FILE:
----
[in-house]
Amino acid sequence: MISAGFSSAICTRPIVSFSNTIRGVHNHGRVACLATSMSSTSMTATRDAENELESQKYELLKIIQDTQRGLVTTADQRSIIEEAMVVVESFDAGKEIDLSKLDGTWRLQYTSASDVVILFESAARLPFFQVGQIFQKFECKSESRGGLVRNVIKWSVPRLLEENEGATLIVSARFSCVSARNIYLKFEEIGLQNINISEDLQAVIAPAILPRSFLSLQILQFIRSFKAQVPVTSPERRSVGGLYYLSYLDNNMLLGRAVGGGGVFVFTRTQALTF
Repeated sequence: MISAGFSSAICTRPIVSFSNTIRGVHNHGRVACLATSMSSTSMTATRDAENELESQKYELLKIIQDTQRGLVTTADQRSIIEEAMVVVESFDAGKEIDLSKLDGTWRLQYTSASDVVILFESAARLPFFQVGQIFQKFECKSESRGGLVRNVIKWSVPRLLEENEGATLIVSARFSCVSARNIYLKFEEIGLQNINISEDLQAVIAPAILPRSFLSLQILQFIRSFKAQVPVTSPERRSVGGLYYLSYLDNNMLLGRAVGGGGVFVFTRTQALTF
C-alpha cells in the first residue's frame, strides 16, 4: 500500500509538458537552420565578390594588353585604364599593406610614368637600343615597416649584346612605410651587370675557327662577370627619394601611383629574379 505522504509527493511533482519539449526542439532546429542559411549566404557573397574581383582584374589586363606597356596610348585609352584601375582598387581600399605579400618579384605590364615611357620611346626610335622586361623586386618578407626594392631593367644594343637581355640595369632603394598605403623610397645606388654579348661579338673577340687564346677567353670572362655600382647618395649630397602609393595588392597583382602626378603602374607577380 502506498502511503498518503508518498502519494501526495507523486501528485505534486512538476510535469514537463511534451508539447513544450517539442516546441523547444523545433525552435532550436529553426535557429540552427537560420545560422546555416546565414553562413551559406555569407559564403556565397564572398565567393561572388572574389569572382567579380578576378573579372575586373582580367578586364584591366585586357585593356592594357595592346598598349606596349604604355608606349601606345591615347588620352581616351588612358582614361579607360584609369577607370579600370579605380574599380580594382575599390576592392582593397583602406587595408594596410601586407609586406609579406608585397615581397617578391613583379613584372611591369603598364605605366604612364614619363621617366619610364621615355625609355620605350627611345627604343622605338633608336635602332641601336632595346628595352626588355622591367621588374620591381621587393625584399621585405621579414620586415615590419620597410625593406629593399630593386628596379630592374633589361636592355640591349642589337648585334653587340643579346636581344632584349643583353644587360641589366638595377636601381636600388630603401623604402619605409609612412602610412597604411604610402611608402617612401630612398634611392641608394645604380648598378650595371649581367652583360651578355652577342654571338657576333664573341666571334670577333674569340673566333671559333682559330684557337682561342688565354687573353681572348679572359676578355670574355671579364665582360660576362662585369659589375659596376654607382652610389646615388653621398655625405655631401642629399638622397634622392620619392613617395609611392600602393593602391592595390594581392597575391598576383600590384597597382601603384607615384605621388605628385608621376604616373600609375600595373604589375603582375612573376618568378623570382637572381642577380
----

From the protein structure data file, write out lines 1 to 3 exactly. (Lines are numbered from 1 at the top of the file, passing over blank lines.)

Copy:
[in-house]
Amino acid sequence: MISAGFSSAICTRPIVSFSNTIRGVHNHGRVACLATSMSSTSMTATRDAENELESQKYELLKIIQDTQRGLVTTADQRSIIEEAMVVVESFDAGKEIDLSKLDGTWRLQYTSASDVVILFESAARLPFFQVGQIFQKFECKSESRGGLVRNVIKWSVPRLLEENEGATLIVSARFSCVSARNIYLKFEEIGLQNINISEDLQAVIAPAILPRSFLSLQILQFIRSFKAQVPVTSPERRSVGGLYYLSYLDNNMLLGRAVGGGGVFVFTRTQALTF
Repeated sequence: MISAGFSSAICTRPIVSFSNTIRGVHNHGRVACLATSMSSTSMTATRDAENELESQKYELLKIIQDTQRGLVTTADQRSIIEEAMVVVESFDAGKEIDLSKLDGTWRLQYTSASDVVILFESAARLPFFQVGQIFQKFECKSESRGGLVRNVIKWSVPRLLEENEGATLIVSARFSCVSARNIYLKFEEIGLQNINISEDLQAVIAPAILPRSFLSLQILQFIRSFKAQVPVTSPERRSVGGLYYLSYLDNNMLLGRAVGGGGVFVFTRTQALTF